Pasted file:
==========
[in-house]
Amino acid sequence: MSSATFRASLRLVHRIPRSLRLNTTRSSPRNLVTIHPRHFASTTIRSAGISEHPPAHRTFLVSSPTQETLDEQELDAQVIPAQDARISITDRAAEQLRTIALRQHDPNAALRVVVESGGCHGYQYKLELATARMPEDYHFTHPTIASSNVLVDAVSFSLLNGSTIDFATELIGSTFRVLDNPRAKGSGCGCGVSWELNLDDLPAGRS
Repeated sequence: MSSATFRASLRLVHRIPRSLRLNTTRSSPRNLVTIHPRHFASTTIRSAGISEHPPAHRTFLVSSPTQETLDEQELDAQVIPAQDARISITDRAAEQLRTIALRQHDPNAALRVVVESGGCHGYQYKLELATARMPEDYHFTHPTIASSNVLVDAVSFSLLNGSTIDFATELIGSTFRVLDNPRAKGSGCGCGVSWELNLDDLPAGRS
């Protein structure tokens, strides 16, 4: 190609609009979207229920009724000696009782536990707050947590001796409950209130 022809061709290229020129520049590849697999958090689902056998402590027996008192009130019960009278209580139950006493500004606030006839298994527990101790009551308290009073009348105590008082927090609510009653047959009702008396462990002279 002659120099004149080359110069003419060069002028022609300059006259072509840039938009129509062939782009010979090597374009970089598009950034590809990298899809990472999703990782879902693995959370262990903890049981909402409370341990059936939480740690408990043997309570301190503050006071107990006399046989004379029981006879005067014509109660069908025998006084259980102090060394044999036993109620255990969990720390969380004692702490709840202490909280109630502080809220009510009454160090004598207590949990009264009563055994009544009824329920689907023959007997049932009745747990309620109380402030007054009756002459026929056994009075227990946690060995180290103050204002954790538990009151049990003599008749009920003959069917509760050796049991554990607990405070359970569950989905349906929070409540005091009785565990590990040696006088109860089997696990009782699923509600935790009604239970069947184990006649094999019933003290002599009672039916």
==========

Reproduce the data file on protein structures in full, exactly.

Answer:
[in-house]
Amino acid sequence: MSSATFRASLRLVHRIPRSLRLNTTRSSPRNLVTIHPRHFASTTIRSAGISEHPPAHRTFLVSSPTQETLDEQELDAQVIPAQDARISITDRAAEQLRTIALRQHDPNAALRVVVESGGCHGYQYKLELATARMPEDYHFTHPTIASSNVLVDAVSFSLLNGSTIDFATELIGSTFRVLDNPRAKGSGCGCGVSWELNLDDLPAGRS
Repeated sequence: MSSATFRASLRLVHRIPRSLRLNTTRSSPRNLVTIHPRHFASTTIRSAGISEHPPAHRTFLVSSPTQETLDEQELDAQVIPAQDARISITDRAAEQLRTIALRQHDPNAALRVVVESGGCHGYQYKLELATARMPEDYHFTHPTIASSNVLVDAVSFSLLNGSTIDFATELIGSTFRVLDNPRAKGSGCGCGVSWELNLDDLPAGRS
């Protein structure tokens, strides 16, 4: 190609609009979207229920009724000696009782536990707050947590001796409950209130 022809061709290229020129520049590849697999958090689902056998402590027996008192009130019960009278209580139950006493500004606030006839298994527990101790009551308290009073009348105590008082927090609510009653047959009702008396462990002279 002659120099004149080359110069003419060069002028022609300059006259072509840039938009129509062939782009010979090597374009970089598009950034590809990298899809990472999703990782879902693995959370262990903890049981909402409370341990059936939480740690408990043997309570301190503050006071107990006399046989004379029981006879005067014509109660069908025998006084259980102090060394044999036993109620255990969990720390969380004692702490709840202490909280109630502080809220009510009454160090004598207590949990009264009563055994009544009824329920689907023959007997049932009745747990309620109380402030007054009756002459026929056994009075227990946690060995180290103050204002954790538990009151049990003599008749009920003959069917509760050796049991554990607990405070359970569950989905349906929070409540005091009785565990590990040696006088109860089997696990009782699923509600935790009604239970069947184990006649094999019933003290002599009672039916």